“AI,” which stands for “artificial intelligence” is all over the news. AI is essentially computers that automatically learn and become super computers. For example, AI is creating songs that sound remarkably similar to human-created music. AI is taking out the need for humans for many tasks.

Experts predict that millions of American jobs will be replaced by AI. There might be fewer doctors and nurses because AI will scan your medical charts and diagnose you. Will AI replace lawyers?

Probably not. There are two reasons why.

First, legal ethics rules essentially require that a person represented by a lawyer is represented by a licensed lawyer – and, by implication, that is a human lawyer with a real law license. But what about people who represent themselves? Could they harness AI to prepare motions for them? That gets into the second reason why AI will not replace lawyers.

AI lies. At least on occasion. For example, briefs written by AI have been called into question for citing cases that don’t exist. Apparently, the AI computer thought it would be convenient to have a case saying something the computer wanted the case to say. So the computer made it up. It took human lawyers to catch the fictitious cases.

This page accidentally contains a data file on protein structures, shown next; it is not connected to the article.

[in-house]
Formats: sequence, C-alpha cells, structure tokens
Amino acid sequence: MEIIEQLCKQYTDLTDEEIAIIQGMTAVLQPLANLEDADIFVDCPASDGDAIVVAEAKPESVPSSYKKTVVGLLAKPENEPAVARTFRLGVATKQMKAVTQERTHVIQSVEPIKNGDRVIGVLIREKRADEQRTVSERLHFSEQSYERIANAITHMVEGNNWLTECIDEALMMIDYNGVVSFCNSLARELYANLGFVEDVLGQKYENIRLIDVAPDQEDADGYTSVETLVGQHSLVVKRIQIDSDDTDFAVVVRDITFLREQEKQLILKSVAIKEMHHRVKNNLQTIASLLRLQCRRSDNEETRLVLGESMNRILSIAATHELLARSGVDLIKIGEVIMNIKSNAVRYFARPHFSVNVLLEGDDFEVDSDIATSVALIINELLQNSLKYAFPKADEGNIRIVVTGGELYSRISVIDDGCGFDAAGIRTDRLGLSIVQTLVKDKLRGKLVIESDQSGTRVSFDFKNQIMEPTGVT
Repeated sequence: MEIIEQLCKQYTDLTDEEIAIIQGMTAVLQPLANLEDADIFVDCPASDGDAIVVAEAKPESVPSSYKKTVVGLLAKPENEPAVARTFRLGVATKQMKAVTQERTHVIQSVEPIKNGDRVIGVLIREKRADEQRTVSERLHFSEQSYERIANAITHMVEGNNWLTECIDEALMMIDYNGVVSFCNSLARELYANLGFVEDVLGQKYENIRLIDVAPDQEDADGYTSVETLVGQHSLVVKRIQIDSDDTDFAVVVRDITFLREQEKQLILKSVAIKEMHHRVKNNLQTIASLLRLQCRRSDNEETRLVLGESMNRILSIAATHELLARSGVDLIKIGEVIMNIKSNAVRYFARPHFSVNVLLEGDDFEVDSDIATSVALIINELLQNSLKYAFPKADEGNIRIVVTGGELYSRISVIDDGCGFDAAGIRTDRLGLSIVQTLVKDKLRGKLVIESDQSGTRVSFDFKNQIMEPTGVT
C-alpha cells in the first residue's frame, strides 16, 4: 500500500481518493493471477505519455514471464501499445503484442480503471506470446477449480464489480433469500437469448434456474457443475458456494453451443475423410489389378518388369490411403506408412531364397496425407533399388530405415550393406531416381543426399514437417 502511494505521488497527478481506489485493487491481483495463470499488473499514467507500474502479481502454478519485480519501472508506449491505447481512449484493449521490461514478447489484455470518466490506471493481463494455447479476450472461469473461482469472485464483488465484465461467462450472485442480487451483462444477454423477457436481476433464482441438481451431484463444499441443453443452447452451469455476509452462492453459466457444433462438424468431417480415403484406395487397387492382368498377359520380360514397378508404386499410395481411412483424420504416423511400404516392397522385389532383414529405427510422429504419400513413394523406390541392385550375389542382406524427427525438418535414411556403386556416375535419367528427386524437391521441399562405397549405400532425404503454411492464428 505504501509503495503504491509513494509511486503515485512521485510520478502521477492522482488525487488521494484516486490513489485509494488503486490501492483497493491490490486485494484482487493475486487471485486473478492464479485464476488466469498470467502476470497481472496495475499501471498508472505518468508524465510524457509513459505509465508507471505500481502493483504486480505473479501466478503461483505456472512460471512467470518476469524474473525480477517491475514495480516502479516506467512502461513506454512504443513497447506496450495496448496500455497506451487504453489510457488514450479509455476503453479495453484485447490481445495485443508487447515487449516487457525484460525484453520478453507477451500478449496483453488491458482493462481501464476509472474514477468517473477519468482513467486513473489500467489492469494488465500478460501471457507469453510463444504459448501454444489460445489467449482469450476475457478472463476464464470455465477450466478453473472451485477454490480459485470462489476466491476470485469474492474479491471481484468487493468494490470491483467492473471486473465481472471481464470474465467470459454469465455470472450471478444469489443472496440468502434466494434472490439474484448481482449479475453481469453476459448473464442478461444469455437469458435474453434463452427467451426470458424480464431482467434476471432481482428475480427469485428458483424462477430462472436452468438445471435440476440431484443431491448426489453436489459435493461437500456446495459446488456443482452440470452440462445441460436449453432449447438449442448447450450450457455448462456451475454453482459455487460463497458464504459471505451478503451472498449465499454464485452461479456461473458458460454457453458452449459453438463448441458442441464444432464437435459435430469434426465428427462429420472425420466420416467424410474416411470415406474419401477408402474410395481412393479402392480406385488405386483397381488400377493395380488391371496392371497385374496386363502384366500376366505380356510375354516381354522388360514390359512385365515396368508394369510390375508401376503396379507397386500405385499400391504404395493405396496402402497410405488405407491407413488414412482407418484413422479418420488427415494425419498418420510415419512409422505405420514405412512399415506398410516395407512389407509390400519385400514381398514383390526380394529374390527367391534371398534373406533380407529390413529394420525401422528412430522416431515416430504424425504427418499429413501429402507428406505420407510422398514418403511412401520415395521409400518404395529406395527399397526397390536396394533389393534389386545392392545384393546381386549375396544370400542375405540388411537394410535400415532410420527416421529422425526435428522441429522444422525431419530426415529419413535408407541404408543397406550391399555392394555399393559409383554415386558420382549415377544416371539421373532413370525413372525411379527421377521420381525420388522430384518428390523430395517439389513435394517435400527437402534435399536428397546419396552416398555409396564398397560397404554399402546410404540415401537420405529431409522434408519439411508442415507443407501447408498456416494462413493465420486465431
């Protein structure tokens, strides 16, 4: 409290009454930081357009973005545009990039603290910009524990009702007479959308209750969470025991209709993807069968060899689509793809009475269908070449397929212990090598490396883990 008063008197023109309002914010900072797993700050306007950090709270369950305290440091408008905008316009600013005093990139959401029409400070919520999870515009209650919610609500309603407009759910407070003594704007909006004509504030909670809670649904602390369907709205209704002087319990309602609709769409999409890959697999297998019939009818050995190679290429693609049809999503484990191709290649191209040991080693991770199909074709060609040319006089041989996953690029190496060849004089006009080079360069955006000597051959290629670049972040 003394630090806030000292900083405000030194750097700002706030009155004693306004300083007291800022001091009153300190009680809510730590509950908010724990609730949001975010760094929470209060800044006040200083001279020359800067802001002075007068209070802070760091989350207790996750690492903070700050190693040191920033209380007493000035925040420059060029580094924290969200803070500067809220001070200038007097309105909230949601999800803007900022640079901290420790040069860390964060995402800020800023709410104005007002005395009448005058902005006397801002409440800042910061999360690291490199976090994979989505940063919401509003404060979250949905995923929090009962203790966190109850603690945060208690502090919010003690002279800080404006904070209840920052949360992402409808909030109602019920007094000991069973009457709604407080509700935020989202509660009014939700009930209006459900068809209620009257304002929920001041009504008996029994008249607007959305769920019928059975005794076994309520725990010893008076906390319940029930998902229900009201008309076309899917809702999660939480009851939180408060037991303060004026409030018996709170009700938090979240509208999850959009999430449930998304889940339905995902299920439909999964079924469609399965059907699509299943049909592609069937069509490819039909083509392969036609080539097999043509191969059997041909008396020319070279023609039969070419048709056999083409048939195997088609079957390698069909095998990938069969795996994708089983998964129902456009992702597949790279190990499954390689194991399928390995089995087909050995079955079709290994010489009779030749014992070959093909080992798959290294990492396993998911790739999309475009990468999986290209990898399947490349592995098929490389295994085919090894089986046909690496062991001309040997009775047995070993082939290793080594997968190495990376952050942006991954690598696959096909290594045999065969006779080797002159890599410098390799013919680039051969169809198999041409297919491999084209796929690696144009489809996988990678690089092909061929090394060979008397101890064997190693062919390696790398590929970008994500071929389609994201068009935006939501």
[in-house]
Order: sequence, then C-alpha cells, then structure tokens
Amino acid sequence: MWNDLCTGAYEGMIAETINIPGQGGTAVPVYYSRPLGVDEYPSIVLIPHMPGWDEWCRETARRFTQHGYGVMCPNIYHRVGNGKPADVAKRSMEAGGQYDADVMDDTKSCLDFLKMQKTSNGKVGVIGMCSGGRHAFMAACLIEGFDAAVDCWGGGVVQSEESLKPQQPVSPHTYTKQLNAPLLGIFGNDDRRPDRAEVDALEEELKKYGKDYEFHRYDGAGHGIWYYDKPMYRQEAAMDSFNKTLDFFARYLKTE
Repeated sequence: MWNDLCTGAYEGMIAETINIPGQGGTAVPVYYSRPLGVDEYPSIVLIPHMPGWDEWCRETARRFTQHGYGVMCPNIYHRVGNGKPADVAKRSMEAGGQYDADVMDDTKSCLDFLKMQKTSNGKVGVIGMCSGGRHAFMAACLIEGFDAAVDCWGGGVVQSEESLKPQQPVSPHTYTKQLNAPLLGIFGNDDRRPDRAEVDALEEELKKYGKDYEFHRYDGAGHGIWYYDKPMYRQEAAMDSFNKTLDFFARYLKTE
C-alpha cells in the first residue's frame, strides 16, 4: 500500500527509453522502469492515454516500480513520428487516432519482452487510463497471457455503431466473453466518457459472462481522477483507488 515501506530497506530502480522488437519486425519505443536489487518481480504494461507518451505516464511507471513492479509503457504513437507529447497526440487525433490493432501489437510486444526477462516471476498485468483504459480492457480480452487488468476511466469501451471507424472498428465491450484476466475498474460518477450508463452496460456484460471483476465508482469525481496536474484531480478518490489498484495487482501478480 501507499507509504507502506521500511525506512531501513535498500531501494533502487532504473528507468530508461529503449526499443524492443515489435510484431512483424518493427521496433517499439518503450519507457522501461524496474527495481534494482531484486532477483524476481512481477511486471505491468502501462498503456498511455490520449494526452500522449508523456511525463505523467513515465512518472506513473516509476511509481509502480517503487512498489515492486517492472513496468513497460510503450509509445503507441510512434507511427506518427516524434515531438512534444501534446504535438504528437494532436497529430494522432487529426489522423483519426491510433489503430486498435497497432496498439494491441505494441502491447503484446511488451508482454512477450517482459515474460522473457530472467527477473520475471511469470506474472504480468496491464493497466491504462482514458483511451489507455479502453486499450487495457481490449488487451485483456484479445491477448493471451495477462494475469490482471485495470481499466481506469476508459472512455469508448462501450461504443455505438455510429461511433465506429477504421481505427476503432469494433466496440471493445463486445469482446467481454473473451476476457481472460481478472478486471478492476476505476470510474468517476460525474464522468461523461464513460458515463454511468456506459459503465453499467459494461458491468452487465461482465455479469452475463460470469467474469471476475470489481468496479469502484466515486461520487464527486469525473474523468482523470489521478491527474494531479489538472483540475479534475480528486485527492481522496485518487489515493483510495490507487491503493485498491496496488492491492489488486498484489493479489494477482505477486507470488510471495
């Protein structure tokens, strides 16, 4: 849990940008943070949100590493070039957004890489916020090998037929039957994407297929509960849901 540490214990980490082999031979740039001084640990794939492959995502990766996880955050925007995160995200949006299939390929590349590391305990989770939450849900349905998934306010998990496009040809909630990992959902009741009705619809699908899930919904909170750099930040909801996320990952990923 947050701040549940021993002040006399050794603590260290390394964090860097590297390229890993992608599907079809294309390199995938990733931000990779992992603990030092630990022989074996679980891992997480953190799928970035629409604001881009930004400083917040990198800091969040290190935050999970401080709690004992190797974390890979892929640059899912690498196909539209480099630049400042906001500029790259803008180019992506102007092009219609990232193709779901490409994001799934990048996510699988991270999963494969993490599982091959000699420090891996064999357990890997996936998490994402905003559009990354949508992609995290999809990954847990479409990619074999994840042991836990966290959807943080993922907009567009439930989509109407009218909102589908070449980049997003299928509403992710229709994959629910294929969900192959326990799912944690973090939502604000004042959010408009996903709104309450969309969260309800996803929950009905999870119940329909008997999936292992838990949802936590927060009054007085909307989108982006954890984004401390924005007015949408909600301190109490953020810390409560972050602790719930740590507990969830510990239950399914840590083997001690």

I have a friend who practices an extremely specialized area of law (there are about five other attorneys in the country who practice in this area of law). There are only a handful of cases on this very obscure topic, so my friend knew them all. One of his colleagues asked AI to write a brief on their ultra specialized area of law. AI generated a brief that, overall, was pretty good – but cited “Miller v. U.S.” for a game-changing legal conclusion. My friend thought it was odd that he’d never heard of the case given how few there were in this field of law. However, he quickly realized that “Miller v. U.S.” had been made up by the AI computer.

Lawyer regulatory bodies across the country are drawing up rules to prevent the unverified use of AI. Besides, solving legal problems takes more than citing cases. A lawyer needs to understand human dynamics and draw on his or her life experience to solve legal problems. AI can’t do that.

Lawyers won’t be going away anytime soon.

(This information is of a general nature; exceptions to these general statements might exist. This information is for general educational purposes only; no attorney-client relationship with Overstreet Law Group, LLC is formed unless a person enters into a written representation agreement with the firm.)